Seriously, do you guys work directly for the SVR, or are you bribed by them, or are you just "useful idiots"?
So what do they call the propaganda arm of the SVR these days? Do you work for them directly, or do they just pay you well to shill for them?
I've never seen it working almost exclusively for defense contractors, but government contractors have very stringent anti-discrimination laws and federal labor laws they must be compliant with if they want to keep those government contracts. I see a lot less casual racism working in military offices, too--that shit isn't tolerated. Also, we don't post about the latest developments at work in public forums, and if we did, the only people who would be interested are our professional and/or national rivals.
I get the impression that game companies tend to attract young, very competitive developers who think they are the hottest thing since sliced bread, and haven't had the life-lessons imparted by experience to convince them they aren't all that yet. And then, there's your gamer customers... if I want to experience the bottom half of the bell curve, I either go to general news sites comment threads, or gamer forums.
TL;DR summary: "Waaaaah! It's unfair that I'm asked to treat other people with basic manners and human decency!"
It's only a good idea if they can negotiate a peering agreement with Verizon so that they don't end up getting the slow internet anyway...but then Verizon will be mad at them and try to get the internet on their side by writing a public nastygram, which might actually be a good thing because Verizon will find itself on the wrong end of the "Think of the Children!" argument.
As so often, the solution is called "Backup".
Also you could not store your documents in the "My Documents" folder, make a folder on your C drive, store your docs, pics & important stuff in that. So if you do get cryptoransomed they will have done the wrong files.
That will only take you so far. With so many programs defaulting to the My Documents folder, it'd be annoying at best to have to point to c:\realdocs "because viruses". The user could point the "My Documents" folder to c:\realdocs, but now we're in the same boat again. Even if a user decided it was worth the hassle to deprecate the use of the system variable, c:\realdocs would still be accessible by the same user. From Windows' security standpoint, there's no difference between the user being attacked by ransomware, and the user adding a password to an Excel sheet. Thus, ransomware doesn't need root privileges to mess up a user's files.
Even beyond that, the next generation of ransomware wouldn't exactly need a foundational rewrite to go to %user%\recent and see where those files point to and encrypt all the
Amongst the things that makes this kind of attack so successful is that very problem: if you're trying to prevent outbound traffic at the firewall, you've already lost, basically. How does security software distinguish. technically, between a cryptovirus taking a file hostage, and a user passwording a file with WinRAR and uploading it to SpiderOak? That, good friends, is a question that I pay ESET a nontrivial sum to discuss and determine.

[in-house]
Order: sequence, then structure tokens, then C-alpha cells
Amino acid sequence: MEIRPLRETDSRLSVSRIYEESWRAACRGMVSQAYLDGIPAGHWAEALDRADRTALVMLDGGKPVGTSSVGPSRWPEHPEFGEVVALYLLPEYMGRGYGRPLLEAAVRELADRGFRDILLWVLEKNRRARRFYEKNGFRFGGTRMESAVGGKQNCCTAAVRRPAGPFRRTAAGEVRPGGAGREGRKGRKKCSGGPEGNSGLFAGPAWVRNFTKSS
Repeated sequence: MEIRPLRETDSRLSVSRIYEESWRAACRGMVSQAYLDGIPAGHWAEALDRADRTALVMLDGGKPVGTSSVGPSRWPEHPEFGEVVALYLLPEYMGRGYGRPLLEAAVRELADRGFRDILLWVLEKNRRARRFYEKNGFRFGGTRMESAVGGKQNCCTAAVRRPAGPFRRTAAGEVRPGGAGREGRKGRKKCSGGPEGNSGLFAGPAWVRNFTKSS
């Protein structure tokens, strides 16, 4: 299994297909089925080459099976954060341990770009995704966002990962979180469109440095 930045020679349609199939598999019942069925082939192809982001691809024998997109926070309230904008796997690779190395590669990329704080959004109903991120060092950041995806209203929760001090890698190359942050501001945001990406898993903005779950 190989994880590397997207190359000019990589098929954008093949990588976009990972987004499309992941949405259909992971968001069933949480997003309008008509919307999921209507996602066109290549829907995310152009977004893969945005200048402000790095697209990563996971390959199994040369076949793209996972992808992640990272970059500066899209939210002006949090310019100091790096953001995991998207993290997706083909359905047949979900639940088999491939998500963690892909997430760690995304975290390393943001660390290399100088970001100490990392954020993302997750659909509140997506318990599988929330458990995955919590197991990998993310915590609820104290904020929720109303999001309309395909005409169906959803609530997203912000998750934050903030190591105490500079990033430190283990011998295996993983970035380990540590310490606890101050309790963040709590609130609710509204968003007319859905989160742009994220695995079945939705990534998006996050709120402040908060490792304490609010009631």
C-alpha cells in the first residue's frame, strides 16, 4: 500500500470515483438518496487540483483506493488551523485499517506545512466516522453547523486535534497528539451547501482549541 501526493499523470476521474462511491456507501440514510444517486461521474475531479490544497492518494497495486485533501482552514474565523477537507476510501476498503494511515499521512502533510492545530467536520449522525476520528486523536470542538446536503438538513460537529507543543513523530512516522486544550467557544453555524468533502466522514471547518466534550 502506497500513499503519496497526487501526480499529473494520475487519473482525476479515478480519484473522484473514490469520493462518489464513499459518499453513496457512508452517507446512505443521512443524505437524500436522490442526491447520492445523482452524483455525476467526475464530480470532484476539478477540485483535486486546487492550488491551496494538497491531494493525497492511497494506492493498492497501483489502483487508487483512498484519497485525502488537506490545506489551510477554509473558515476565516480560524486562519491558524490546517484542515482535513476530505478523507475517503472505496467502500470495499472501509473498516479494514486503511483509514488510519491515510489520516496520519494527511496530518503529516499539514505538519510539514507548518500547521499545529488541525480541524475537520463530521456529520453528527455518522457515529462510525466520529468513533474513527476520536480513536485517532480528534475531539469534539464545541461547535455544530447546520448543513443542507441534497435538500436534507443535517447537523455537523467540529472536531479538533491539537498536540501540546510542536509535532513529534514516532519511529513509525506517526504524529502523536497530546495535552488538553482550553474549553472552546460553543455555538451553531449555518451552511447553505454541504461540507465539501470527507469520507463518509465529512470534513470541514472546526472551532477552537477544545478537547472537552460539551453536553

See. what I thought would be a useful stat to show would be "the average amount that those who spend, spend". In other words, if Google showed how much was spent on a given "freemium" app by those who spent >$0. This would give users a meaningful metric with which to decide whether it's worth it to attempt to use the app, because they could, on average, expect to spend that amount. If an app has a spending average of precisely $4.99, and the pro version costs $4.99, then it's fair to assume that users only pay for the 'pro' key within the app, and it won't nickel-and-dime all day. If $25 is the going rate, it's clear that the game is a skinner box and isn't worth it.
Of course, the bleeding obvious issue is that developers wouldn't be too fond of that number getting too high, which people would be less inclined to do once they have the feeling of going 'above average'.
You should have offered to help.
For $200/hour + expenses.
You're negating the value of the "plus expenses" part when paired with a little creativity...
"I'd never make it there in time to help you if I didn't rent that Aston Martin!"
"The only place to eat between my location and your office was Ruth's Chris Steakhouse. I certainly didn't want to drive out of my way and delay this further!"
"The only laptop capable of handling that kind of process was the top-tier Macbook Pro...but I negotiated a discount on the iPad that I gave to the CEO in your name to ensure that you get full credit for leveraging the synergies!"
I think it's referring to this.